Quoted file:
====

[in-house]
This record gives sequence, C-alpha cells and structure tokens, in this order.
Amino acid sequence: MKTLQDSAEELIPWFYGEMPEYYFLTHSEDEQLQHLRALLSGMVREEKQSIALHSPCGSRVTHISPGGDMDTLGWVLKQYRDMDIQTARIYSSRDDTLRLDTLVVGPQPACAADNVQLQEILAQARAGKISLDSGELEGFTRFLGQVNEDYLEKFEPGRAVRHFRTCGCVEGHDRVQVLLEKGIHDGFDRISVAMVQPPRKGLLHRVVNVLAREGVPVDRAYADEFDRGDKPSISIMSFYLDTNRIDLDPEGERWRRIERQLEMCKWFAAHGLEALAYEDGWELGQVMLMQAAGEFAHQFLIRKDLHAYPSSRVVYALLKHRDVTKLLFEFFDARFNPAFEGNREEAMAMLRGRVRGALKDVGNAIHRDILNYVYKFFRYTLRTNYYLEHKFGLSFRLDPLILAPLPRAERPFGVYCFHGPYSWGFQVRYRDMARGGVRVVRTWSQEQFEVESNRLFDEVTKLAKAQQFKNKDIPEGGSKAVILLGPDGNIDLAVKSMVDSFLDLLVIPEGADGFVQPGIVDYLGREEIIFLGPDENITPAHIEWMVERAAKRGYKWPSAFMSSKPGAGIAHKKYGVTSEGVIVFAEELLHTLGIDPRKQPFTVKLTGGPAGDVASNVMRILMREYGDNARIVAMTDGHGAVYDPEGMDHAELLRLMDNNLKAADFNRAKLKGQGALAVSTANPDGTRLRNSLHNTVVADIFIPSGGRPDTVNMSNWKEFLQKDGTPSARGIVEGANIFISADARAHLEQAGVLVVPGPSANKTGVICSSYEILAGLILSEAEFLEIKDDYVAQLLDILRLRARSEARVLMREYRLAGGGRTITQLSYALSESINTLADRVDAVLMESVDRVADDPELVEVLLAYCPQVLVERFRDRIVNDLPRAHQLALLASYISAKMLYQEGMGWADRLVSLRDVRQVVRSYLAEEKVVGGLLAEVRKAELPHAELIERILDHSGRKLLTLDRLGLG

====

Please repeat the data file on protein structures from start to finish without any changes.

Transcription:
[in-house]
This record gives sequence, C-alpha cells and structure tokens, in this order.
Amino acid sequence: MKTLQDSAEELIPWFYGEMPEYYFLTHSEDEQLQHLRALLSGMVREEKQSIALHSPCGSRVTHISPGGDMDTLGWVLKQYRDMDIQTARIYSSRDDTLRLDTLVVGPQPACAADNVQLQEILAQARAGKISLDSGELEGFTRFLGQVNEDYLEKFEPGRAVRHFRTCGCVEGHDRVQVLLEKGIHDGFDRISVAMVQPPRKGLLHRVVNVLAREGVPVDRAYADEFDRGDKPSISIMSFYLDTNRIDLDPEGERWRRIERQLEMCKWFAAHGLEALAYEDGWELGQVMLMQAAGEFAHQFLIRKDLHAYPSSRVVYALLKHRDVTKLLFEFFDARFNPAFEGNREEAMAMLRGRVRGALKDVGNAIHRDILNYVYKFFRYTLRTNYYLEHKFGLSFRLDPLILAPLPRAERPFGVYCFHGPYSWGFQVRYRDMARGGVRVVRTWSQEQFEVESNRLFDEVTKLAKAQQFKNKDIPEGGSKAVILLGPDGNIDLAVKSMVDSFLDLLVIPEGADGFVQPGIVDYLGREEIIFLGPDENITPAHIEWMVERAAKRGYKWPSAFMSSKPGAGIAHKKYGVTSEGVIVFAEELLHTLGIDPRKQPFTVKLTGGPAGDVASNVMRILMREYGDNARIVAMTDGHGAVYDPEGMDHAELLRLMDNNLKAADFNRAKLKGQGALAVSTANPDGTRLRNSLHNTVVADIFIPSGGRPDTVNMSNWKEFLQKDGTPSARGIVEGANIFISADARAHLEQAGVLVVPGPSANKTGVICSSYEILAGLILSEAEFLEIKDDYVAQLLDILRLRARSEARVLMREYRLAGGGRTITQLSYALSESINTLADRVDAVLMESVDRVADDPELVEVLLAYCPQVLVERFRDRIVNDLPRAHQLALLASYISAKMLYQEGMGWADRLVSLRDVRQVVRSYLAEEKVVGGLLAEVRKAELPHAELIERILDHSGRKLLTLDRLGLG